Wednesday, December 29, 2010

The Death of Empathy

I think I've been spending way too much time lately in parking lots, probably because Christmas was just a few days ago and thus I've been shopping for presents about 22.5 hours a day for the last 3 months. So I realize my observations here may be fueled by over-caffeinated, overspending, lack-of-time frustrations, but I still believe them to be valid. So what I want to know is why people these days treat parking lots like a pedestrian-only zone?!

Almost every time I'm in a parking lot these days (parking my car, as per the parking lot 'How To' guide that is widely available), people are walking directly in the line of traffic, many times paying zero attention to the cars trying to (say it with me) PARK in the PARKING LOT. I'm not saying that pedestrians shouldn't have the right of way. I mean, they're usually slightly smaller and made of less reinforced steel than cars, so it makes sense that cars should yield to them. But people wander, seemingly aimlessly, through the area where cars drive, without notice or care. It's the second part that bothers me the most. Inattention is one thing (although its still annoying and actually pretty dangerous), but complete disregard for other fellow humans in close proximity just drives me crazy. Some folks will even turn and look at you, realize that you're driving 3/4 mph because they're walking at a snail's pace directly in the middle of the driving lane, then turn around and just keep on going. WHY?! Again, I say, WHY?!

I have many theories, most of which would morph this blog post into something either hardcore-rant-like (if it isn't already) or 25,000 words long, so I'll leave most of that for later posts. But my main idea is the lack of empathy and connection we have with our fellow peoples these days. This is obviously not a new idea. We hear it every day.  What's the cause? Facebook and social networking? Cell phones? The internet? Our culture of individualism ("Enough about me, what do YOU think about me?")? I'm sure it's all of these things plus eleventy-billion more. Aside of my parking lot example, I see this issue play out in almost every setting. We don't see each other as the valuable, feeling, fragile beings that we ALL are. Tragic, really.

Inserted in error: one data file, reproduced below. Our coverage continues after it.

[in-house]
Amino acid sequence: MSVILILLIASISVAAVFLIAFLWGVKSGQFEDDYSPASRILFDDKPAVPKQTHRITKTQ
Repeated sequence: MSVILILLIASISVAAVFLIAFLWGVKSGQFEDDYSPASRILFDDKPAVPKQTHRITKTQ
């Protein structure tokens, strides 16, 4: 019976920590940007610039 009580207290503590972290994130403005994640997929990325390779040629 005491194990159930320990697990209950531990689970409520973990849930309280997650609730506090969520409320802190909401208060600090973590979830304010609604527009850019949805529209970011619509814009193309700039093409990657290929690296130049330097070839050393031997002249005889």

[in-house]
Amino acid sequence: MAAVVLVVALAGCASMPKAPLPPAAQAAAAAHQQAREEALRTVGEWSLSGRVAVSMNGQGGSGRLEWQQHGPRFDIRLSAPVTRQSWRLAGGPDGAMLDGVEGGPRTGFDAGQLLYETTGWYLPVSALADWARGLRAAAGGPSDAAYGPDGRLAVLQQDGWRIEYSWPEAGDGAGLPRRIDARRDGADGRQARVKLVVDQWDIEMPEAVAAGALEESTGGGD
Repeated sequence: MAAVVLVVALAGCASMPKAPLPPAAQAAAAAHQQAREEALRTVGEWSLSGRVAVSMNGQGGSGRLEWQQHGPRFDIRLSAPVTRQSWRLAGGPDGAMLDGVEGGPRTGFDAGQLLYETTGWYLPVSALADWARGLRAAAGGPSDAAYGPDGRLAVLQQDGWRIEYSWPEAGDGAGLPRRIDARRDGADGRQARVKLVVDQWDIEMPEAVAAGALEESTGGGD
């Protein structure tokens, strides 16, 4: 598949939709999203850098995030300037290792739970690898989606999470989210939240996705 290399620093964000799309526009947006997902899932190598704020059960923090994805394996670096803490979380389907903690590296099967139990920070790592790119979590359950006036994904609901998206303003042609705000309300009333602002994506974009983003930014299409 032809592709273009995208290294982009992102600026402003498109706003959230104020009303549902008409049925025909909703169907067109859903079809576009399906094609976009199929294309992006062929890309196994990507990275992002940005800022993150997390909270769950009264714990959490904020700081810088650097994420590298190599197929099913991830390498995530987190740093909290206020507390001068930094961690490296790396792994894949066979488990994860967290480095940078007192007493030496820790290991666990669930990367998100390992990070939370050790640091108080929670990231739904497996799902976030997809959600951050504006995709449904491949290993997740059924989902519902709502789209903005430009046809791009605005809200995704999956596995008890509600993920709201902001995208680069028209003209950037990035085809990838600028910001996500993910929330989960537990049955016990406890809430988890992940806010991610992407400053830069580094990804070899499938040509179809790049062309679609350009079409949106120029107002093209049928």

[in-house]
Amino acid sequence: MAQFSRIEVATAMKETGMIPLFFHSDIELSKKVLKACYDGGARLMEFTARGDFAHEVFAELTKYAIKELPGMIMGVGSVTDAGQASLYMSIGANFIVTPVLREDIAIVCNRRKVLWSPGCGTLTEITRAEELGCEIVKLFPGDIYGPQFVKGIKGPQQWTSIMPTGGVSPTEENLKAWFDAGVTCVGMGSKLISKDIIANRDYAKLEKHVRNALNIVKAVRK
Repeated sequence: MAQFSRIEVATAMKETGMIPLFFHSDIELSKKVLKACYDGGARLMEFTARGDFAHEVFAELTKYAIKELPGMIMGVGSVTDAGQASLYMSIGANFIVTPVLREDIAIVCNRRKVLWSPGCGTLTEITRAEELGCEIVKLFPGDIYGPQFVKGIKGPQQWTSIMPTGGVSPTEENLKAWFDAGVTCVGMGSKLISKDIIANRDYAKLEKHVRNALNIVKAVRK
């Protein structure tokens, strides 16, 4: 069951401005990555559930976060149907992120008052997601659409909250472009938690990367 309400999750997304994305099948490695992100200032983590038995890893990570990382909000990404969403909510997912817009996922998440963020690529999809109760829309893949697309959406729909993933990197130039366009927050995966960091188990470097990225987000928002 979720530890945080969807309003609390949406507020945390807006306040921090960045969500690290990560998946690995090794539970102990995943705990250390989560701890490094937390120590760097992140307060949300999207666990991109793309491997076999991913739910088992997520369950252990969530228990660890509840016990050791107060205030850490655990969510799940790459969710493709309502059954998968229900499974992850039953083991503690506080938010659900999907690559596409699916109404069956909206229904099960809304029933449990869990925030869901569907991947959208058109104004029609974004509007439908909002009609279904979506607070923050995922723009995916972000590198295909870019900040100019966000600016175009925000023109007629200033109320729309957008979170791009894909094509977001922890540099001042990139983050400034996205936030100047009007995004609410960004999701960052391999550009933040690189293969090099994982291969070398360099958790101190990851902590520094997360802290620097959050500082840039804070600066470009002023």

^Nice way to encourage kindness.

I realize that, these days especially, it's apparently cool and hip to be rude, cynical, and uncaring. Since I gave up on trying to be either of these things a long time ago, I try to make it a point every day to empathize with others. While I'm far from perfect, I at least make an effort. If someone is rude at the bank, I try to imagine what might be making them so unhappy as to treat others this way. Or if an elderly person is toddling too slowly through the store, I try to think of how difficult it must make life to have such limited mobility. In many situations, people don't make it easy to empathize, but that just makes it that much more valuable. When someone is rude and, instead of being rude back, you smile at them and ask how their day is going, I bet this will spark a little something positive in this person. 

This is an issue that Ace and I discuss frequently, as we both notice what a problem it seems to be both in our society and many personal relationships (including ours sometimes). Thus, we've made it a priority to teach this habit of being empathetic to The Mayor because, as with so many other behaviors, I believe the parents play the most important role in children understanding how (and why) to empathize with others. I think it will drastically affect the person he becomes in a way that I'm sure I will be proud of one day. 

Oops. I guess I didn't empathize enough with my readers to stop writing 500 words ago. Sorry. 

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